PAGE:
Excavation at Cross Street

St. Peters Square

A major programme of archaeological works was undertaken on behalf of Transport for Greater Manchester (TfGM) alongside and in conjunction with M-Pact Thales (MPT), utility suppliers and their subcontractors.

The on-site archaeological work began in early 2014 and will be completed by the end of 2016. It comprised initial desk-based research, watching briefs on utility diversions, site investigations and track excavations. The work include excavation of a post-medieval cemetery along Cross Street, one of the busiest shopping streets in Europe; close monitoring of the removal and relocation of the cenotaph; and monitoring of excavation along the route of the track, to ensure that a second cemetery in St. Peter's Square remained undisturbed. Overview of excavation at Cross Street

The excavation on Cross Street entailed the exhumation of over 270 burials, making it the largest post-medieval cemetery archaeologically excavated in the city. The burials were of varying degrees of preservation. The discovery of several lead coffins and burials with organic material surviving necessitated liaison with the city environmental health, Manchester Southern Cemetery and an undertaker, to enable rapid exhumation, treatment and reburial.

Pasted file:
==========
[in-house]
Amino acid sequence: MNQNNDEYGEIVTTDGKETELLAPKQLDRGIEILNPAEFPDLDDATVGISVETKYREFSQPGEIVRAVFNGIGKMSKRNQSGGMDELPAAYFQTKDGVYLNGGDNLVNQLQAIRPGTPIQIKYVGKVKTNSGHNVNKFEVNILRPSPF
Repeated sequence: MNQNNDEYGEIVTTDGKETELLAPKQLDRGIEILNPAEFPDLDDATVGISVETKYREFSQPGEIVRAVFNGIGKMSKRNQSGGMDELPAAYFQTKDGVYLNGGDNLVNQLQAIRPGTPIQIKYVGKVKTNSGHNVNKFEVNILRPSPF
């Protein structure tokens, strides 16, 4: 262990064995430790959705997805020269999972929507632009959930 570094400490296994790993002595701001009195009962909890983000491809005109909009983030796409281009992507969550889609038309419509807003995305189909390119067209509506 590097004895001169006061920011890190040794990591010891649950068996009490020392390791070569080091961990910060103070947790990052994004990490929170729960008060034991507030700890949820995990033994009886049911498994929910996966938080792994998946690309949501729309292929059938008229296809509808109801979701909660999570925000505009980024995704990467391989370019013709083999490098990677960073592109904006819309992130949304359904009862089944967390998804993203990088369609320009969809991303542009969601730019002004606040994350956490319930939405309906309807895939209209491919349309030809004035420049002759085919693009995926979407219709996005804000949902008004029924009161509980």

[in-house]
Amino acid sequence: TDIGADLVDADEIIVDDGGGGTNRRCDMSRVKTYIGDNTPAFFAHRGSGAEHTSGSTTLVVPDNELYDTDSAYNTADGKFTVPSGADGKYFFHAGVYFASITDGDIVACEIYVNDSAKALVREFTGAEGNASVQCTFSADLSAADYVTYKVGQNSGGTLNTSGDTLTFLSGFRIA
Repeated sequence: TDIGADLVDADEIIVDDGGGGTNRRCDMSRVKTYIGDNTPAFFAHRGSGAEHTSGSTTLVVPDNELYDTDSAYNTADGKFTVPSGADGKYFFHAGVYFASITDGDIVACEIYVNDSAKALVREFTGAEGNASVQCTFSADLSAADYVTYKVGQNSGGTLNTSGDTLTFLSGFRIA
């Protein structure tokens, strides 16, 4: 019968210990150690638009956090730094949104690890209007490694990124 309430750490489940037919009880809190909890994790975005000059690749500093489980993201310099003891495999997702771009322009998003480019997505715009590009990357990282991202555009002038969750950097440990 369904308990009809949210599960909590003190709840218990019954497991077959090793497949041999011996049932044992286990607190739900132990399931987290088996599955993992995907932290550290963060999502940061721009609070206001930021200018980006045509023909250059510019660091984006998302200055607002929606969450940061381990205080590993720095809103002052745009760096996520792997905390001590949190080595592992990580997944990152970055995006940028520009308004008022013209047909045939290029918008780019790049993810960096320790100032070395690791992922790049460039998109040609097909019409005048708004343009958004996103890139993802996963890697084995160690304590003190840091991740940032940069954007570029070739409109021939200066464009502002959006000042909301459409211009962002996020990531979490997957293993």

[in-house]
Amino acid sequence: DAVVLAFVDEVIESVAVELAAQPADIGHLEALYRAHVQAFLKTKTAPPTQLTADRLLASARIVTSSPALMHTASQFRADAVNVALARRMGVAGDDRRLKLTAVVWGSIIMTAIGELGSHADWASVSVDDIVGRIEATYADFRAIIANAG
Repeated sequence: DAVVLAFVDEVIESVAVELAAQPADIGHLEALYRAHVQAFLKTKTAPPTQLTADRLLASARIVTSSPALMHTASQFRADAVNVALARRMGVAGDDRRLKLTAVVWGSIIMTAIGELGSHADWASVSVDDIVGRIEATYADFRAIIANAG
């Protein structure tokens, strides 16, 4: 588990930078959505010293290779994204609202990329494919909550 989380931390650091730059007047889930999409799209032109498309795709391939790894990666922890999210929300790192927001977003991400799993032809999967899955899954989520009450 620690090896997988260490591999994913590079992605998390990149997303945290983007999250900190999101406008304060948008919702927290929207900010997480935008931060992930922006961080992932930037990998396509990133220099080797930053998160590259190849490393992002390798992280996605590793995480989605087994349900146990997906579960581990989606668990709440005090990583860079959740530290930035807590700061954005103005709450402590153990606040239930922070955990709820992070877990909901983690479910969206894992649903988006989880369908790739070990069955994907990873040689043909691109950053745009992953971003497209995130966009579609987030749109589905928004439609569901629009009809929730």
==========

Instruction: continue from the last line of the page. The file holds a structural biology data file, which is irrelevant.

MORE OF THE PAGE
Post-excavation analysis is ongoing, but already great insights are being made into living conditions, demography, medicine, mortality, population movement, status, and graveyard management in Manchester. The work will assist in the understanding and treatment of diseases which persist today such as scurvy, rickets and rheumatoid arthritis.

Despite the complexity of the archaeological remains encountered, no delays were caused to the programme for utility diversions and track excavations, due in large part to the relationship forged between the archaeological team and the many stakeholders in the project.

Despite working extended hours in a construction environment at depths of up to 4m below ground level, there were no health and safety incidents or near misses throughout the project and our archaeologists were commended on their contributions to site safety, dedication and professionalism.

The archaeological work generated a great deal of public interest and a number of newspaper articles. Our archaeologists organised an exhibition at Manchester Central Library, were interviewed by BBC radio, and gave a talk at Manchester Archaeology Day, which was attended by over 300.

As a result of this project our archaeologists have developed not only expertise in efficient cemetery clearance, but also methods in working and in communication with other subcontractors on site so that archaeological constraints are understood early on, that they are dealt with in an efficient way, complying with all relevant legislation and guidance so that construction is free to go ahead unimpeded.